The behind enemy lines series for the Indianapolis Colts finishes with the Houston Texans.
We have reached the end of the series that looks at the rivals of the Indianapolis Colts, who had one of the most talked about offseasons in the entire NFL. Signing Philip Rivers, trading for DeForest Buckner, and drafting Jonathan Taylor and Michael Pittman Jr. were big time steps.
But again, this series isn’t about that. We’re talking about how the rivals in the division improved throughout the offseason, looking at free agency and the NFL Draft. First, we looked at the Jacksonville Jaguars, and then the Tennessee Titans. Now, it’s on to talk about the crazy offseason of the Houston Texans.
The Texans secured the AFC South title in 2019 thanks to another strong season from DeShaun Watson and a well-rounded defense. After defeating the Bills in a wild game, they went to Kansas City and took a 24-0 lead early in the second quarter. It didn’t go well from there, as the Chiefs went on a 51-7 run to finish them off.
Will the Texans be the biggest threat to the Colts? Let’s look at how their offseason went.
The Texans sent a second round pick for Brandin Cooks and a 2022 fourth round pick after shipping off DeAndre Hopkins. Cooks has bounced around the league in his six seasons, but has recorded a 1,000 yard season in four of those. The Texans are his fourth team, but in an offense that likes to go vertical in the passing game, Cooks should fit right in. He also can gain quick separation for the short passing game and be a nightmare after the catch.
This move set the NFL world ablaze. The Texans decided to ship off DeAndre Hopkins, a top three receiver in the league, to the Cardinals for David Johnson, a second round pick, and a 2021 fourth round pick. Hopkins has been as reliable as anyone in the league, and his production speaks for itself. Despite the additions the Texans made at receiver, none can replace what Hopkins did for the organization.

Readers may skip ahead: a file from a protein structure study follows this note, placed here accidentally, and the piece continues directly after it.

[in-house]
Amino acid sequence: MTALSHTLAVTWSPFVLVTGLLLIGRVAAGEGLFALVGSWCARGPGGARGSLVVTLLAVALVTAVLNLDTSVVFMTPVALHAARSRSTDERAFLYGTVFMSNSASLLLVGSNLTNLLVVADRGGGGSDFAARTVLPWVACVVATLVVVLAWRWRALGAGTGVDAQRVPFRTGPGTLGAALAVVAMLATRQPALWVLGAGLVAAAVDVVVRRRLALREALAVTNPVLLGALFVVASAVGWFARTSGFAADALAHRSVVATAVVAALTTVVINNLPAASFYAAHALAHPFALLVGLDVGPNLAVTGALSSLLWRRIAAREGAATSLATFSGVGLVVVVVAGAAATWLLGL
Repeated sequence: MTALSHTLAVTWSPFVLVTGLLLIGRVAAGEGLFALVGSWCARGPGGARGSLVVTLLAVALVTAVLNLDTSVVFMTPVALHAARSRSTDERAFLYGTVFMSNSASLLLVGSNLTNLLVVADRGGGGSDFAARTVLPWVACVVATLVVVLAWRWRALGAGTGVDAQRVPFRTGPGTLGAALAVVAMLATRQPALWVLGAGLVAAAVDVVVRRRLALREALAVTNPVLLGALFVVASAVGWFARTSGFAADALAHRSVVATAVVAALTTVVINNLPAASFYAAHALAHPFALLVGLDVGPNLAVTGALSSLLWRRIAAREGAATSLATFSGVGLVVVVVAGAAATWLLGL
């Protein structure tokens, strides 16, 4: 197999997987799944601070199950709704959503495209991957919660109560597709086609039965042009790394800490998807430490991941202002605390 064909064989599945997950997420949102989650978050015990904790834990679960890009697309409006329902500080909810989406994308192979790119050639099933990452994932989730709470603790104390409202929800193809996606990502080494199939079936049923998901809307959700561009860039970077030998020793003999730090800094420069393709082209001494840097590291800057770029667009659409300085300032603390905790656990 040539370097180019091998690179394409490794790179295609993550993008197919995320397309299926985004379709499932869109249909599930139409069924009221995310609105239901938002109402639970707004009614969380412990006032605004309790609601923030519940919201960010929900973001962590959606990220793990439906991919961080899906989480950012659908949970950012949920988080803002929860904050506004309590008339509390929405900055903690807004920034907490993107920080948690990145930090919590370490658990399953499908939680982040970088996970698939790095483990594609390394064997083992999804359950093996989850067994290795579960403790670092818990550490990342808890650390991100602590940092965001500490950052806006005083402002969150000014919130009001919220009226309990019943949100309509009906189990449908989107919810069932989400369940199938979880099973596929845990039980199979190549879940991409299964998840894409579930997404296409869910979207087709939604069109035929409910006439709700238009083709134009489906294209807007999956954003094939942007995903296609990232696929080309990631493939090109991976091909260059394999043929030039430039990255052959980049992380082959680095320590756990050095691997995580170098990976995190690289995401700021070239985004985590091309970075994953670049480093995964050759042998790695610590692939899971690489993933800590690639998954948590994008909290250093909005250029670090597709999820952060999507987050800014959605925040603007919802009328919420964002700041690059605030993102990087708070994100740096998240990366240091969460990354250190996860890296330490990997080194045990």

D.J. Reader signed a four year deal with the Cincinnati Bengals in free agency, and he was a big part of the Texans defense. He played both nose tackle and three tech in his time in Houston, eating space as a run defender and pushing the pocket as a pass rusher. He will be missed on the defensive line.
With turnover happening along the defensive line, this is the chance for Charles Omenihu to break out. Omenihu was a fifth round pick in 2019, and played in 14 games as a rookie. He may get the chance to start at times in 2020, and use his athleticism and length to create pressure on the Houston front.
Rookies to Watch
The Texans were quick to address the defensive line in the 2020 NFL Draft, selecting Ross Blacklock in the second round. Blacklock received some first round hype throughout the draft process because of his power, athleticism, and transitional quickness at defensive tackle. He also shows prowess as a pass rusher with good hand technique. There’s a good chance Blacklock sees meaningful snaps in year one.
Adding more help along the defensive front? You bet! The Texans took Jonathan Greenard in the third round, and he will exclusively line up on the edge. Greenard wins a lot with power, hand placement, and counters. He needs to work on his first step to threaten the outside track.
How do they stack up with the Indianapolis Colts?
So, we’re back to the important question. Are the Texans at the level of the Colts right now after comparing the offseasons? On paper, the answer should be no. The Colts improved a lot along the defensive front, and the Texans still have a weakness along the offensive line minus Laremy Tunsil. Indianapolis has the horses up front to neutralize all the new additions Houston made on defense, and more weapons to challenge the secondary.
However, Watson makes special things happen at the quarterback position. Despite losing Hopkins, Cooks and Will Fuller will challenge secondaries vertically, and that definitely includes the Colts. Their secondary is still the most glaring weakness.
So, right now, a split is fair to expect when discussing their two meetings in 2020. If Indianapolis lives up to expectations and Houston falters without Hopkins, then a sweep is in the realm of possibility.